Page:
The more people who attend a nonprofit’s annual meeting, the more benefits the organization receives, beyond attendance fees. More people mean more awareness, volunteerism, sponsor participation and new ideas. Creating a theme tied to an annual meeting’s curriculum, initiative the organization is undertaking or benefits members are seeking gives more people a reason to attend. Develop a theme based on more than a slogan to maximize attendance.

Annual Meeting Purpose

Nonprofits often hold annual meetings to bring together business professionals who are members of 501(c)(6) trade associations. Some 501(c)(3) charities also hold annual gatherings to reward and inform donors and supporters. In both cases, the majority of the attendees usually pay their way to the meeting and want a specific benefit. Nonprofit organizations that hold annual meetings also have a specific benefit they want. Understanding the purpose of an annual meeting is the first step to creating a theme for it.

Theme or Content: Which Comes First?

Some meeting committees develop their curriculum or activities first, then use that information to create a theme. Other organizations create a theme first, developing seminars, inviting speakers and creating events to support the theme. Consider the purpose of your meeting to guide you as to which tack to take. If you don’t have a slightly different agenda for your meeting each year, consider creating something unique about each year’s meeting and developing your theme from that. For example, a professional association might focus on recent technology developments that are changing the profession one year, then emphasize business marketing strategies and techniques the next. You might create a family vacation one year, then a romantic couple’s getaway the next. Not all of your topics or activities should relate to your theme, especially since not everyone will be attracted by your hook. However, enough of your event should focus on your theme to give attendees interested in it what they came for.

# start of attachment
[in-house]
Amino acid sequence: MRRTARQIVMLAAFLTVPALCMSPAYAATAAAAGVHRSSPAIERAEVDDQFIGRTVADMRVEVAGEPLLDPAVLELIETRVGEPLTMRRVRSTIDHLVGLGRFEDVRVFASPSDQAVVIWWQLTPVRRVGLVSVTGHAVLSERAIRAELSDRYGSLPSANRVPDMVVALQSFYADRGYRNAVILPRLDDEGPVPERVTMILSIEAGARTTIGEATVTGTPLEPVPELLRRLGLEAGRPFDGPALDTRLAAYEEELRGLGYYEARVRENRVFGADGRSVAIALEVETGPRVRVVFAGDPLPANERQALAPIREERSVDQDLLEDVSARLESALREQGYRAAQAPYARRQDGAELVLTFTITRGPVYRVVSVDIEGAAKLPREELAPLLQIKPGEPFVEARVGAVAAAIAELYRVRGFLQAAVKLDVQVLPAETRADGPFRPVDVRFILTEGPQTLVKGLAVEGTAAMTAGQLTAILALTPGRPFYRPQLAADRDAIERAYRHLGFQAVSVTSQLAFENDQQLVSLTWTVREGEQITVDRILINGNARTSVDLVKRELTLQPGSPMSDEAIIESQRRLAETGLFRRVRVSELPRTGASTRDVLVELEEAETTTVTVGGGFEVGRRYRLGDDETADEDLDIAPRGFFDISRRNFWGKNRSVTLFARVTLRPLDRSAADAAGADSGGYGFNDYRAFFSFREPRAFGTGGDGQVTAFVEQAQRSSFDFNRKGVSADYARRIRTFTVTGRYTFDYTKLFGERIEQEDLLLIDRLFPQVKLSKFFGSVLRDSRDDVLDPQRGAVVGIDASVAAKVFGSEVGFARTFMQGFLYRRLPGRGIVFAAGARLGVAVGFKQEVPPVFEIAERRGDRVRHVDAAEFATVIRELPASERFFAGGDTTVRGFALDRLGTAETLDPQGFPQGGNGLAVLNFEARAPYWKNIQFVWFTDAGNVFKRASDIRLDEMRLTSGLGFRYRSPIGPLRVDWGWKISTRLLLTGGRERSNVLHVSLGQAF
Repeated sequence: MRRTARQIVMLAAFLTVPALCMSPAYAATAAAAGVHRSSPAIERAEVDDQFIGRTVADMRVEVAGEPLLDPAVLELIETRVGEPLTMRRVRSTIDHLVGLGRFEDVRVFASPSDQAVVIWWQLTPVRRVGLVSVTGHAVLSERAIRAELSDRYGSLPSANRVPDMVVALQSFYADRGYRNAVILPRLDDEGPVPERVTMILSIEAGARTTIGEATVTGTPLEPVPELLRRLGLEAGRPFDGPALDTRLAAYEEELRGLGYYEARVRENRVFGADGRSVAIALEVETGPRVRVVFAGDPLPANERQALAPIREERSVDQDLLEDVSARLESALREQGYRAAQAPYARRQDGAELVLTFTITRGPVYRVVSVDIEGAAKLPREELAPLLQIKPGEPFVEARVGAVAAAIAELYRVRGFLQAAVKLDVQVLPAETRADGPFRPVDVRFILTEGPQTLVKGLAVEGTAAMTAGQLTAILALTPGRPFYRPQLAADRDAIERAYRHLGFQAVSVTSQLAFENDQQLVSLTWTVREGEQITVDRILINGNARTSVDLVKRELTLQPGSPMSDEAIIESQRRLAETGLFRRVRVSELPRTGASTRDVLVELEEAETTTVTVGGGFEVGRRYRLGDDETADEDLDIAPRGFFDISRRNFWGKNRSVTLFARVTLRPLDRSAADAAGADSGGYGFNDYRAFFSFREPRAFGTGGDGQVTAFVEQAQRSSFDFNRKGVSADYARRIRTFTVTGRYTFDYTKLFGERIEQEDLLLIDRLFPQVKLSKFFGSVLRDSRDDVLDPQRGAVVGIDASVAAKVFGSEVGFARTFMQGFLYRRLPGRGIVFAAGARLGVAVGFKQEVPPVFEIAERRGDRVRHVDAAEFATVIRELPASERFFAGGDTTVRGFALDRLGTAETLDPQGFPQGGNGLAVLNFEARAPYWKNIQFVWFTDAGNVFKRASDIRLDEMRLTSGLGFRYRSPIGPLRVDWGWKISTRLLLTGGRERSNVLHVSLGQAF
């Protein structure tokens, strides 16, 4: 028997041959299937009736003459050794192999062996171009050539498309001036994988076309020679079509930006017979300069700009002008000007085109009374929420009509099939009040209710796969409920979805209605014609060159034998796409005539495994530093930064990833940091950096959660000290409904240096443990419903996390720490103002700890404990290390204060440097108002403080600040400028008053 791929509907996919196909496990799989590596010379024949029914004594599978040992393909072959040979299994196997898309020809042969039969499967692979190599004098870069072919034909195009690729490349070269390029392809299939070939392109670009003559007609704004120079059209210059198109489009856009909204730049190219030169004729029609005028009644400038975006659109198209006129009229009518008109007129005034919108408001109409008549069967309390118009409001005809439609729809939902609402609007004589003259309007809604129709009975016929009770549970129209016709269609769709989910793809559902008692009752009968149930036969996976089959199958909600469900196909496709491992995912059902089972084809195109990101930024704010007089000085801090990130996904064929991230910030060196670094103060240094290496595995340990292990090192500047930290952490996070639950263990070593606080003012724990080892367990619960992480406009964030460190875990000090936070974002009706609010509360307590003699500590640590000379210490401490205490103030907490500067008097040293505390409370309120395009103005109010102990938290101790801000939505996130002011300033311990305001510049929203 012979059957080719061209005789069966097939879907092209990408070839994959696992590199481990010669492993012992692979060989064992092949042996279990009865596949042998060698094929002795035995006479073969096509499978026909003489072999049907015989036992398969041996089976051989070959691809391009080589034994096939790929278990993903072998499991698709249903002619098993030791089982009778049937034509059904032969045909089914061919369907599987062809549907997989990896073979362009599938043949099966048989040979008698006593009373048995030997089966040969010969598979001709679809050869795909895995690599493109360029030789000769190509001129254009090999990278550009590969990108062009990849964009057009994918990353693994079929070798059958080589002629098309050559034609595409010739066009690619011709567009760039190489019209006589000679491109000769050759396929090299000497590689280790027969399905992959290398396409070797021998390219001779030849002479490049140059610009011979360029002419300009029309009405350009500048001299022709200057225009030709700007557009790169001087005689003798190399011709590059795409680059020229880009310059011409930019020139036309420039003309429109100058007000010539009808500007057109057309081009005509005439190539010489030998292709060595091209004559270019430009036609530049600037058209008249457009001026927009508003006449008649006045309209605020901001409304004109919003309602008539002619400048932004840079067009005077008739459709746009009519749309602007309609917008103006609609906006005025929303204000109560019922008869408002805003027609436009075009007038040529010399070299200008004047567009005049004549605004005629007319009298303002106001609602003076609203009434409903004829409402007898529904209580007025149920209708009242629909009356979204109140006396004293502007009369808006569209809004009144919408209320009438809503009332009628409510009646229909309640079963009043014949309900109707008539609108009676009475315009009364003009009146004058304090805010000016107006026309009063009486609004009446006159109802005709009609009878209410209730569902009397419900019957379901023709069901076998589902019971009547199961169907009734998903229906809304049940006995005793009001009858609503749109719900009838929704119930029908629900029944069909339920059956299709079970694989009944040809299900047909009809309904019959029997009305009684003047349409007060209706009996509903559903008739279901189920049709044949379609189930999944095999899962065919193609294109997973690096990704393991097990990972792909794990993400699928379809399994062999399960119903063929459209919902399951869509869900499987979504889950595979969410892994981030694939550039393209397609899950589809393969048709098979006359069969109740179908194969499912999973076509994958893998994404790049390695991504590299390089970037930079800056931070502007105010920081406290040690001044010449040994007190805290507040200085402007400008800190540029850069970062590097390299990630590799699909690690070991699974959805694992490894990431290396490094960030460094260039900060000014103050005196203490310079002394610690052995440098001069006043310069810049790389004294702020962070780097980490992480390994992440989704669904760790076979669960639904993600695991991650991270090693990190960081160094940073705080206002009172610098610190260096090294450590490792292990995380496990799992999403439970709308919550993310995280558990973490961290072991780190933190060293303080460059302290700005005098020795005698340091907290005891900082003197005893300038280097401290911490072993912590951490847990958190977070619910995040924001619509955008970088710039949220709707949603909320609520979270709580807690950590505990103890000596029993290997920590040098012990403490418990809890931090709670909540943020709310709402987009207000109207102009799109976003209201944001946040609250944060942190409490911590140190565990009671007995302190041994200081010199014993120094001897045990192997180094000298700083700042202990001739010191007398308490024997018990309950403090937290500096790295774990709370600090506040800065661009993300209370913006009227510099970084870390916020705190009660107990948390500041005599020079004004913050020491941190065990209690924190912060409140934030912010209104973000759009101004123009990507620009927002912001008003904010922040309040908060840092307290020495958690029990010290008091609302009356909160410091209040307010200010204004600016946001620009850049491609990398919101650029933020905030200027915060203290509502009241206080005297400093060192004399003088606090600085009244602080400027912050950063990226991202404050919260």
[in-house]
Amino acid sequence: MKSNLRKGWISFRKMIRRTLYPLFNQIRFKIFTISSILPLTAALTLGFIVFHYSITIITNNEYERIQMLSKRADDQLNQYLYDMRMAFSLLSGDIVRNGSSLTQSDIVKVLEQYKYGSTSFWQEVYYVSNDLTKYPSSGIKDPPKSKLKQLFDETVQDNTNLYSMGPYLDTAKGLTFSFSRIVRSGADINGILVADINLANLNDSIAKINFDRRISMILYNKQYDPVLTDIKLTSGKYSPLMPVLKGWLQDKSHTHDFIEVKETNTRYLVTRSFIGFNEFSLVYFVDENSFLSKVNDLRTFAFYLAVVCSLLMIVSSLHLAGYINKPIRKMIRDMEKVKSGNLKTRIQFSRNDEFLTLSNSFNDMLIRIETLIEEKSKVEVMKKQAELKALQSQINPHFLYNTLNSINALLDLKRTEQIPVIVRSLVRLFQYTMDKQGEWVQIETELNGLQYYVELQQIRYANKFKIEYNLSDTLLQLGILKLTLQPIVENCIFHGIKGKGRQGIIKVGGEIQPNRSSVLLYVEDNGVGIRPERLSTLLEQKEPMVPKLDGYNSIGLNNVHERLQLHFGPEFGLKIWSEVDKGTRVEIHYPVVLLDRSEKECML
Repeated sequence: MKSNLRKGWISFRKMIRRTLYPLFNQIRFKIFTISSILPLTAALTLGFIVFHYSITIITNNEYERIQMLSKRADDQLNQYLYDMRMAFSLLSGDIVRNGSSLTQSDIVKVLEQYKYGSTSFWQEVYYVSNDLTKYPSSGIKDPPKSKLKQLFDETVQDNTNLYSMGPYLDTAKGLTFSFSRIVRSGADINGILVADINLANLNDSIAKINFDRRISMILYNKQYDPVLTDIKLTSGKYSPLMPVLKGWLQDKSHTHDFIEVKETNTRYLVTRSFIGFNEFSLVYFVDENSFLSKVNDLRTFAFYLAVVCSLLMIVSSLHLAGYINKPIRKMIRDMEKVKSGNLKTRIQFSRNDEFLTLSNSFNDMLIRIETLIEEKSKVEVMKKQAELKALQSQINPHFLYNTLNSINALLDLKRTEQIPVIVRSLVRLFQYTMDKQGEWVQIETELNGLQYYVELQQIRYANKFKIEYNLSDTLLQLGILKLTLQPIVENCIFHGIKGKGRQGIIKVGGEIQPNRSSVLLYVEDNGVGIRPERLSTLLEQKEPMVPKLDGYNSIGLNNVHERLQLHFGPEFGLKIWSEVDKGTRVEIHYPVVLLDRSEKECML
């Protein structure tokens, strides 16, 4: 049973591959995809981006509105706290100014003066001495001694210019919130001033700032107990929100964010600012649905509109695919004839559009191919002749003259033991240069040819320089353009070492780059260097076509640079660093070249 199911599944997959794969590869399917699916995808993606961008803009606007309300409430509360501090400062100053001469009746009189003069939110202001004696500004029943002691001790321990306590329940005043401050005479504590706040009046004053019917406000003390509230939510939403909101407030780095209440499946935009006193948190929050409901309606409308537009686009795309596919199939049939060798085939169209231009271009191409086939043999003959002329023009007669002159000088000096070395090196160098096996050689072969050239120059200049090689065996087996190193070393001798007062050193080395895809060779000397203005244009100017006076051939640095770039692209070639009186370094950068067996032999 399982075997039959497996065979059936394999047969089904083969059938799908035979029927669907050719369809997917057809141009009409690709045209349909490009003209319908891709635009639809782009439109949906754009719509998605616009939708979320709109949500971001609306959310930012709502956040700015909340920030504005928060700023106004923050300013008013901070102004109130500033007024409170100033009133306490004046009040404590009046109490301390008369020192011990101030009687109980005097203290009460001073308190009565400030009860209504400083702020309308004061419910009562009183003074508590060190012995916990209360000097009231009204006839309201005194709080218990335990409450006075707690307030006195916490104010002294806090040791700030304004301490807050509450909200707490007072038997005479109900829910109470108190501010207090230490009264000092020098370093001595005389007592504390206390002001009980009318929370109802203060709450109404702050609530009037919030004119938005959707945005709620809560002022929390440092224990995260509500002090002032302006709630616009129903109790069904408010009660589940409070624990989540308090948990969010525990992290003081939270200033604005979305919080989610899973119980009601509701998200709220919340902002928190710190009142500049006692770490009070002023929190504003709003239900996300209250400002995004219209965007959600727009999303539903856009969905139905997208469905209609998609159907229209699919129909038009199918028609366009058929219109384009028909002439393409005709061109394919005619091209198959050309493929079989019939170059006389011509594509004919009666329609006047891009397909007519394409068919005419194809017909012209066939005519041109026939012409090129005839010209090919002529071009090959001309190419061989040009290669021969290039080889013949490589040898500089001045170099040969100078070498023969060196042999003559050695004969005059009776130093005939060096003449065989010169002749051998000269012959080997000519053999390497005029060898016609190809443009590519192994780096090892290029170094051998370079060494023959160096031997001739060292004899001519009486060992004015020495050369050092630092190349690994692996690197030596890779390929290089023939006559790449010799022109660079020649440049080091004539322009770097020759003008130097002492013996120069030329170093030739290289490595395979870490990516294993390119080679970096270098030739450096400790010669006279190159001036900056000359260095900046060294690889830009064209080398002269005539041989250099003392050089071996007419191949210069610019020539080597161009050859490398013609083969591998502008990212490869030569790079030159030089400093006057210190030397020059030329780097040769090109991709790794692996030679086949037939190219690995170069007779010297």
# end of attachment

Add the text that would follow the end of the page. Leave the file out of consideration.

Selecting Themes

If your nonprofit conducts a member survey each year, ask members why they join, why they renew and what they consider the five most important member benefits. Use this information to develop your meeting around a recurring theme in their responses. In each year’s post-meeting survey, add questions about what attendees want at next year’s event. If you have a membership recruitment and retention committee, it should have a lead voice in choosing your theme, since an annual meeting is a member benefit that helps attract and retain members. Avoid soliciting theme ideas from an outside meetings planning or marketing company that doesn’t know or understand your members.

Modular Programs

If you don’t want to limit your educational focus to one theme, pick an umbrella theme, then divide your curriculum into several modules. You might have seminar tracks on marketing, customer service, legal compliance, technology, social media or other areas of importance to your attendees, offering three or more seminars in each track.

Promoting Themes

Depending on why your attendees come to your meeting, your theme should either be serious and professional or light and fun. For example, if you run a meeting for attorneys with a high registration fee held at an expensive hotel, your theme should emphasize the professional benefits they will get by attending. If you are holding an annual meeting for people who aren’t seeking a business benefit, you might need to choose a light theme to attract people looking to write off a vacation while getting some professional benefit from networking with peers.